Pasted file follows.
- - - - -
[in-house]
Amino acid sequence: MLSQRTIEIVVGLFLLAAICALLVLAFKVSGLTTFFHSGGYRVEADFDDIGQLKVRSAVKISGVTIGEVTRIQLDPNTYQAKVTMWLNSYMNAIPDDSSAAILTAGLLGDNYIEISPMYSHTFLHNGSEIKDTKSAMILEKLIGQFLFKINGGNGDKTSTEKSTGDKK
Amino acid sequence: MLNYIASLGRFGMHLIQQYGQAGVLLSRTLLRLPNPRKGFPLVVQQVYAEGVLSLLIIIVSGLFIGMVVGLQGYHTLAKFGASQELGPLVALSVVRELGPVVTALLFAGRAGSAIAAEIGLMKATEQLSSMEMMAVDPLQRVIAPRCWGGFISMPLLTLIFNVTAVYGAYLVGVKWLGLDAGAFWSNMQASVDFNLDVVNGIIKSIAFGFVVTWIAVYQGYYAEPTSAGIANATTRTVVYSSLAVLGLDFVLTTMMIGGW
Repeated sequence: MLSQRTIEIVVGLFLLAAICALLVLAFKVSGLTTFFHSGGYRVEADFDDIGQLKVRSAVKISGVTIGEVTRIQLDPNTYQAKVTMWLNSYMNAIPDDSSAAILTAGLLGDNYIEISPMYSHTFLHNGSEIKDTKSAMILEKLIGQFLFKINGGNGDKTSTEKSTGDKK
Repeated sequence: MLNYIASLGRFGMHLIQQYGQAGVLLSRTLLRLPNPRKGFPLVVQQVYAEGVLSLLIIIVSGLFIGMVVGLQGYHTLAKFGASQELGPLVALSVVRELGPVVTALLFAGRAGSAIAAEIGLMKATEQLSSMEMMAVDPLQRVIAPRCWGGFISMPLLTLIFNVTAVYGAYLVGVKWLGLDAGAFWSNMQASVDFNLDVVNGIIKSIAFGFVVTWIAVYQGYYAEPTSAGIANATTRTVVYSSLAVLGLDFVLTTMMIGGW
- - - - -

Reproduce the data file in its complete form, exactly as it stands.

[in-house]
Amino acid sequence: MLSQRTIEIVVGLFLLAAICALLVLAFKVSGLTTFFHSGGYRVEADFDDIGQLKVRSAVKISGVTIGEVTRIQLDPNTYQAKVTMWLNSYMNAIPDDSSAAILTAGLLGDNYIEISPMYSHTFLHNGSEIKDTKSAMILEKLIGQFLFKINGGNGDKTSTEKSTGDKK
Amino acid sequence: MLNYIASLGRFGMHLIQQYGQAGVLLSRTLLRLPNPRKGFPLVVQQVYAEGVLSLLIIIVSGLFIGMVVGLQGYHTLAKFGASQELGPLVALSVVRELGPVVTALLFAGRAGSAIAAEIGLMKATEQLSSMEMMAVDPLQRVIAPRCWGGFISMPLLTLIFNVTAVYGAYLVGVKWLGLDAGAFWSNMQASVDFNLDVVNGIIKSIAFGFVVTWIAVYQGYYAEPTSAGIANATTRTVVYSSLAVLGLDFVLTTMMIGGW
Repeated sequence: MLSQRTIEIVVGLFLLAAICALLVLAFKVSGLTTFFHSGGYRVEADFDDIGQLKVRSAVKISGVTIGEVTRIQLDPNTYQAKVTMWLNSYMNAIPDDSSAAILTAGLLGDNYIEISPMYSHTFLHNGSEIKDTKSAMILEKLIGQFLFKINGGNGDKTSTEKSTGDKK
Repeated sequence: MLNYIASLGRFGMHLIQQYGQAGVLLSRTLLRLPNPRKGFPLVVQQVYAEGVLSLLIIIVSGLFIGMVVGLQGYHTLAKFGASQELGPLVALSVVRELGPVVTALLFAGRAGSAIAAEIGLMKATEQLSSMEMMAVDPLQRVIAPRCWGGFISMPLLTLIFNVTAVYGAYLVGVKWLGLDAGAFWSNMQASVDFNLDVVNGIIKSIAFGFVVTWIAVYQGYYAEPTSAGIANATTRTVVYSSLAVLGLDFVLTTMMIGGW